Written by 11:59 am Blog Entries, Wilderness Hikes

Hike 13/41: Cache La Poudre Wilderness and Mt McConnel

It’s been a long summer already, and a hot one. So when it was forecasted to be in the mid 90’s in early July I did what you probably figured I’d do. Find the most exposed summit in the Cache La Poudre Wilderness and hike as far away from the cooling pools of greenish water of the Poudre River below.

The Cache La Poudre Wilderness Area sign on the primitive trail side.

The Cache La Poudre Wilderness was designated in 1980 and consists of 9,484 acres of public land. Consequently the Cache La Poudre River drainage in this area also maintains a Wild and Scenic River designation, the only one in the state of Colorado! This makes the larger chunk of land and water particularly rugged and undeveloped.

Despite most of the other federally designated Wilderness areas in Colorado being much higher in elevation, this one tops out at 8600 feet above the burbling river that forms it’s northern border. That summit at the top of the wilderness is Mt McConnel, and while not a 14er, or a 13er — or even a 5 digit summit is still formidable when you take into account the whole Wilderness Area has only one trail cut into it.

Thankfully that trail, which forms a lollypop loop around the summit isn’t terribly difficult. That is, if you ascend using the somewhat improved trail up, and descend using the primitive trail on the North East side. The primitive trail is steep when descending back into the canyon, but if you have some trekking poles you’ll manage just fine. It clocks in at 4.2 miles round trip with 1400 feet of elevation gain. That does mean it is steep on either end. But the mile in the middle is quite gentle at the top and the views are worth the work.

View from the Summit of Mt. McConnell in the Cache La Poudre Wilderness Area.
View from the Summit of Mt. McConnel in the Cache La Poudre Wilderness Area.

Disturbance and Growth

The Cache La Poudre canyon was not so long ago, on fire. In 2012 the High Park Fire ripped through the canyon west of Fort Collins, having started from a lightning strike. The burn encompassed a little over 87,000 acres and took out a fair amount of trees and shrubbery. At the time of the burn it was the second largest in Colorado state history. Unfortunately with recent events new fires in the last decade have moved it even further down the list.

Fortunately the area has sprung back with a vengeance. When an area is disturbed in this way and the fire doesn’t get so hot as to completely desolate the topsoil, early successional growth can come back. Here the wildflowers are blooming in full force, from Indian Paintbrush, to Fireweed, and Stonecrop. It was a sight to behold. Further, it also means that eventually large critters will be back on the landscape. Fresh green up is good for the elk, moose, and mule deer that call this area home. In the mean time it’s just as well for the smaller mammals and birds that can make immediate use of the new growth. Here predators like coyotes and prey like rabbits can thrive on this newly manipulated landscape.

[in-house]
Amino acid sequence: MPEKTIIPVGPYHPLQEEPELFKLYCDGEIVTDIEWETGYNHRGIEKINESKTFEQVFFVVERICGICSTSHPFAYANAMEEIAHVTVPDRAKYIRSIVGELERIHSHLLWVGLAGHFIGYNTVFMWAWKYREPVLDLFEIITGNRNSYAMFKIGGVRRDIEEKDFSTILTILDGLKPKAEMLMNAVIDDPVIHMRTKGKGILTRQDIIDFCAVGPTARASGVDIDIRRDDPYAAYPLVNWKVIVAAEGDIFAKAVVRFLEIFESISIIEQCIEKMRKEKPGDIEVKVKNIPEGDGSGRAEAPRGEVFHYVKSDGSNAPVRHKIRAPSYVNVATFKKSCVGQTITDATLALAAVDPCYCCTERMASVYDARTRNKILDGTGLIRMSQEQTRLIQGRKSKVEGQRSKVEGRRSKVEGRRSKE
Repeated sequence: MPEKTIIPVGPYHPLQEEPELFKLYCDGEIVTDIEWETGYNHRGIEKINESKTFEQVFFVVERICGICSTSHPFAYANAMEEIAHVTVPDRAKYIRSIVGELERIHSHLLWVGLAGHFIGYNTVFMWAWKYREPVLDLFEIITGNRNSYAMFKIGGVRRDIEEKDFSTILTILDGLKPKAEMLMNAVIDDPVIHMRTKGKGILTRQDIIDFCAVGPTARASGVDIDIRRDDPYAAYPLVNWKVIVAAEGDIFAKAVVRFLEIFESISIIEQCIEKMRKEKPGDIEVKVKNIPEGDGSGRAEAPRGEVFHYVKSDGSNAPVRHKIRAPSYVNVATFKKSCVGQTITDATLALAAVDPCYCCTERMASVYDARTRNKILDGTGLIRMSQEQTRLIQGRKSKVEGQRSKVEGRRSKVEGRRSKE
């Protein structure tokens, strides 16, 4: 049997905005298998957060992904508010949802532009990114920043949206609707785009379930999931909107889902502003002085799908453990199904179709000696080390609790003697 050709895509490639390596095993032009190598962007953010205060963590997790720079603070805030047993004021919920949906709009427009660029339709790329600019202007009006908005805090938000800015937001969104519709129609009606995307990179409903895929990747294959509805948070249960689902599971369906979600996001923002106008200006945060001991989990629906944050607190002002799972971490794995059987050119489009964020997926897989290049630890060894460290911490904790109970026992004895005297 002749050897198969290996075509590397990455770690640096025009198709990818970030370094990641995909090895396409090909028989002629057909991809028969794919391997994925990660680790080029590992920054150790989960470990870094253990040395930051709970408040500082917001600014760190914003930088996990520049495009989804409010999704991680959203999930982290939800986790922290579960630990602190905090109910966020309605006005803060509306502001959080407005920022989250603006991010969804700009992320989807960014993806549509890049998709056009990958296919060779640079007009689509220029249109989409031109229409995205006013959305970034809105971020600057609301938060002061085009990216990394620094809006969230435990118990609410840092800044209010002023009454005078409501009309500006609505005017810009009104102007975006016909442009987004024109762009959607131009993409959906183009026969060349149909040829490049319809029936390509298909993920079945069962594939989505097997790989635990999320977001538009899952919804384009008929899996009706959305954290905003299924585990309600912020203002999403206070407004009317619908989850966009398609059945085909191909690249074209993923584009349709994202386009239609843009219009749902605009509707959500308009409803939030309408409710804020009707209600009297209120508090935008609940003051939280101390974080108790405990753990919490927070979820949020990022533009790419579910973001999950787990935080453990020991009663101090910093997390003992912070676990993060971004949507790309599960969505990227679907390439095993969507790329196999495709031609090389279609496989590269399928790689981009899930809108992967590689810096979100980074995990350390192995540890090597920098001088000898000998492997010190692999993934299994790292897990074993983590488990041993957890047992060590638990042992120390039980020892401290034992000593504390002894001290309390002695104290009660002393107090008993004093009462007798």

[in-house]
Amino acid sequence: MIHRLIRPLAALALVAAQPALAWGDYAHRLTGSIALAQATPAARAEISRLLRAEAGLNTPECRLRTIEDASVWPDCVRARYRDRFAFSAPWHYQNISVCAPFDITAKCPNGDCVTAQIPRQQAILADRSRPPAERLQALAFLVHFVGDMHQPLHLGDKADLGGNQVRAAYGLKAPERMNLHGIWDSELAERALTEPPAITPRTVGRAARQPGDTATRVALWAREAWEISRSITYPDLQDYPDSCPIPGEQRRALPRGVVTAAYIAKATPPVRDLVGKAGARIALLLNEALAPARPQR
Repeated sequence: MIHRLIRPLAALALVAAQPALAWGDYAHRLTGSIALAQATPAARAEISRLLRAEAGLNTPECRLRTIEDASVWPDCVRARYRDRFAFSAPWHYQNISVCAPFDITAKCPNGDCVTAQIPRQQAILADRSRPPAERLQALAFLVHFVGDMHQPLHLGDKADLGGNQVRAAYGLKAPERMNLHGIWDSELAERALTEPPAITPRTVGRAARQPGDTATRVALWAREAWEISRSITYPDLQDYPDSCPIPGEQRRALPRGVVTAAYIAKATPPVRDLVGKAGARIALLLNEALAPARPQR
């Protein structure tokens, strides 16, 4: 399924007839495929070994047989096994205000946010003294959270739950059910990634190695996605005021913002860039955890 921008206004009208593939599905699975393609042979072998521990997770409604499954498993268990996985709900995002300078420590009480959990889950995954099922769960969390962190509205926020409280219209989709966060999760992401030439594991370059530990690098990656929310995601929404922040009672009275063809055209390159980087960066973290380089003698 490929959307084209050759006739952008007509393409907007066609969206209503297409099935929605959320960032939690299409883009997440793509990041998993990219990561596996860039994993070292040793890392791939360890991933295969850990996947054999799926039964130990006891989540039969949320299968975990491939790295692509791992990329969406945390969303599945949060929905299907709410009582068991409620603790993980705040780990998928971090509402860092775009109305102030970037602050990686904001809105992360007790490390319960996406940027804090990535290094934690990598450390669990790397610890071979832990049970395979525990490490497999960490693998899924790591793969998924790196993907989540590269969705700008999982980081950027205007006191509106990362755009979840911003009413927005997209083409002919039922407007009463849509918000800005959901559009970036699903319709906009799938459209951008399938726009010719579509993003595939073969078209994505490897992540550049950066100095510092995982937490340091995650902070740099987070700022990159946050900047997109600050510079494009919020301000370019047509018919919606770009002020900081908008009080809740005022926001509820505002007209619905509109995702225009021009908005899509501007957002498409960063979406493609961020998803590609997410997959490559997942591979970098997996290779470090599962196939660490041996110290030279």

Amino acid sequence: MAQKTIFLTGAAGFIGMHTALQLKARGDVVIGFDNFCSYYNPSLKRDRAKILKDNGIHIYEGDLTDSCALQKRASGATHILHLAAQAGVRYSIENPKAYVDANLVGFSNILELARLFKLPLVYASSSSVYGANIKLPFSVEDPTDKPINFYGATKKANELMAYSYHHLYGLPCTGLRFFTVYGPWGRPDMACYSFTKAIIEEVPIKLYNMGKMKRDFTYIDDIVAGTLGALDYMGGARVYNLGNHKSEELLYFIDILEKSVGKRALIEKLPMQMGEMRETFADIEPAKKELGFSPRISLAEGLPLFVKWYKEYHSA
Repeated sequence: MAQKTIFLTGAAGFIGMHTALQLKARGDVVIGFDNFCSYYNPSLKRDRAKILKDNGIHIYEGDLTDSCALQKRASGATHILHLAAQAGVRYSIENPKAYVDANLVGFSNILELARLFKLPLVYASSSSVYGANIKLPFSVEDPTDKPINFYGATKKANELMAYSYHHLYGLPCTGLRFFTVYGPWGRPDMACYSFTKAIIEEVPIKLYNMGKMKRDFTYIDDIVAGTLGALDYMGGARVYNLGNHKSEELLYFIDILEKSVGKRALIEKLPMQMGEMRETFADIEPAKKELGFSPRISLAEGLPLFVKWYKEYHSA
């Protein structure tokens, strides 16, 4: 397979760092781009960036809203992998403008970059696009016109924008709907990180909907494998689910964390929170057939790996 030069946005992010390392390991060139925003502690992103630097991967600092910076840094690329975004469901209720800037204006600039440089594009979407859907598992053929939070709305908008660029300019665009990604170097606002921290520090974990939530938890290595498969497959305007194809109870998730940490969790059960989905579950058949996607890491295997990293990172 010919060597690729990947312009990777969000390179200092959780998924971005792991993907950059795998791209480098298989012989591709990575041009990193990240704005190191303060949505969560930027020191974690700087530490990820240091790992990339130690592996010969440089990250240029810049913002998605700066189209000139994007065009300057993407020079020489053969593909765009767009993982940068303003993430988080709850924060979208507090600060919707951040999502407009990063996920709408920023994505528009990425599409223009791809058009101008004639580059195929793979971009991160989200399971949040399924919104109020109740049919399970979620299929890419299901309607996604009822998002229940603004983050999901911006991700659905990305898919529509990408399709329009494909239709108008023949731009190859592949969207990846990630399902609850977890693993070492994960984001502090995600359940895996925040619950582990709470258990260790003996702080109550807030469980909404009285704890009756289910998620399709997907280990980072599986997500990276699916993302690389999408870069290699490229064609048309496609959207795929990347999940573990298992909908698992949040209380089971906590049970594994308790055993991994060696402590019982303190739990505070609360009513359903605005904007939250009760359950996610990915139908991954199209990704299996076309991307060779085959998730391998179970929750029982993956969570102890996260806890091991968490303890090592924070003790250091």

Getting There

The trailhead for the only trail in the Cache La Poudre Wilderness begins at the Mt McConnel Trailhead [GPS: 40.68318,-105.46446] adjacent to the Mountain Park Picnic Area. Parking there is $7, but the nice couple collecting fees asserted that day hikers should be able to use the spots for free. I got a refund but normally it’s an unattended pay into an envelope style system.

Coming in from Denver or Fort Collins you’re going to take one of the most scenic drives in Colorado on CO14. If you’re an angler, try not to throw your car into the drink as you ogle pools full of trout all the way up. It’s 37 miles of windy twisty canyon road from the entry point to CO14, keep your eyes peeled for a nice camping spot along the river.

Other Activities in the Cache La Poudre Wilderness

I’d be remiss if I didn’t mention the excellent fishing in the Cache La Poudre Wilderness. While at the edge of the Wilderness itself you can see the powerful river below you. In those pools many anglers try their hand at catching trout that hide among the rocky bottom. The regulations are varied in the area, so be sure to check out the CPW regulations and have your license handy.

There are many campgrounds along the Cache La Poudre River administered by the US Forest Service with friendly campground hosts that can serve as an excellent base camp as you explore the area. All USFS Campgrounds are listed on the Recreation.gov website but may require reservations to be on a first come first serve basis. There’s just over 100 miles of CO14 that goes through the canyon, so there’s lots to explore and see.


Why am I doing this? I’m on a quest to hike, camp, hunt, or fish on all of Colorado’s federally designated Wilderness Areas. Check out all the articles here!

(Visited 326 times, 1 visits today)
Last modified: August 6, 2021